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The Safe Start Trial - Kisumu, Kenya

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ClinicalTrials.gov Identifier: NCT03468114
Recruitment Status : Completed
First Posted : March 16, 2018
Last Update Posted : August 21, 2019
Sponsor:
Collaborators:
Great Lakes University Kisumu
University of Iowa
Information provided by (Responsible Party):
London School of Hygiene and Tropical Medicine

Brief Summary:
This a cluster randomised controlled trial (cRCT) to evaluate the effect of a novel food hygiene intervention on infant health.

Condition or disease Intervention/treatment Phase
Enteric Infections Diarrhea Behavioral: Safe Start Behavioral: Active Control Not Applicable

Detailed Description:

Enteric infections remain a major threat to child health and development in many low and middle-income countries. Globally, diarrhoeal disease - a key health consequence of enteric infection - is ranked as the fourth leading cause of disability globally, after ischaemic heart disease, lower respiratory tract infections and strokes. Diarrhoeal disease persists as the second leading cause of child deaths in the world, and in sub-Saharan Africa is the leading cause of child deaths.

Public health efforts to address diarrhoeal disease have largely focused on improving access to safe drinking water and sanitation and promoting hand washing with soap to address faecal-oral routes of transmission. These interventions though may not effectively address all exposure pathways during early life, when young children are most susceptible to infection and the diarrhoeal disease burden is greatest. One potentially important exposure pathway is infant food which recent studies conducted in low income, high burden settings suggest may be highly contaminated and may be amenable to simple behaviour change interventions.

The Safe Start trial will evaluate the effect of a novel food hygiene intervention on infant health implemented in low income urban neighbourhoods of Kisumu, Kenya. The intervention is designed to target early childhood exposure to enteric pathogens through contaminated food and was developed through an earlier phase of formative behavioural and microbiological research. The intervention will target infant caregivers and be delivered through the Community Health Volunteer (CHV) health extension system. Four key behaviours will be addressed by the intervention:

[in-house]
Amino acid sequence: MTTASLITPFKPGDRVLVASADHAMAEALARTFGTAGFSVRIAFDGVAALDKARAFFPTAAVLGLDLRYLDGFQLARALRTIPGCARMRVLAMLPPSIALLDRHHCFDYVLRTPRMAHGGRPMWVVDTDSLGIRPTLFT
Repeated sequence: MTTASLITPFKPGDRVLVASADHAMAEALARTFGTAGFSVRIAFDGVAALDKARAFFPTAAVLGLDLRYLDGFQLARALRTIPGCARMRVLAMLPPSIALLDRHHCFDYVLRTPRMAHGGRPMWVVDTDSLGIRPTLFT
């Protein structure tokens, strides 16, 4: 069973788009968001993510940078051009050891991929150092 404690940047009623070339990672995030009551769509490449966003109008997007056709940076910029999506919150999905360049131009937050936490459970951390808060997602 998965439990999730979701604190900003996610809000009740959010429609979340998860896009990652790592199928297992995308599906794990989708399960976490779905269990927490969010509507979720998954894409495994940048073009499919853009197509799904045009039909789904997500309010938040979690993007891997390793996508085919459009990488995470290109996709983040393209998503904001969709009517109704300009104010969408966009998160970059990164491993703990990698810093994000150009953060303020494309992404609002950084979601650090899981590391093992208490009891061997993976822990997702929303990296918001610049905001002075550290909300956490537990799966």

1. Safe hand hygiene: handwashing with soap before infant food preparation and feeding
  2. Safe food preparation: bringing all infant food to the boil before feeding, including when reheating
  3. Safe storage of food: storing all infant food in sealed containers
  4. Safe feeding: reserving specific feeding utensils for the infant and keeping these separate and clean

A cluster randomized controlled trial (cRCT) design will be used to evaluate the intervention with each CHV catchment area forming one cluster. The outcomes of interest for this study are as follows: (1) the prevalence of enteric infections among infants at 37 weeks of age (primary); (2) the longitudinal prevalence of diarrhoea between 22-37 weeks of age (primary); and (3) incidence of all-cause mortality between 22-37 weeks of age. Infants will be recruited on a rolling basis at 22 weeks of age (+/- 1 week), and data and/or samples collected at 3 points: baseline at 22 weeks of age (+/- 1 week); midline at 33 weeks of age (+/- 1 week); and endline at 37 weeks of age (+/- 1 week). Stool samples will be collected at baseline and endline and analysed for 23 genetic sequences indicating the presence of enteric pathogens known to cause childhood diarrhoea in low income, high burden settings.

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Study Type : Interventional  (Clinical Trial)
Actual Enrollment : 880 participants
Allocation: Randomized
Intervention Model: Parallel Assignment
Masking: None (Open Label)
Masking Description: Outcome assessors are not informed of allocation but would likely infer this from the presence of highly visible domestic products that are part of the intervention. Lab technicians and data analysts are masked to allocation status.
Primary Purpose: Prevention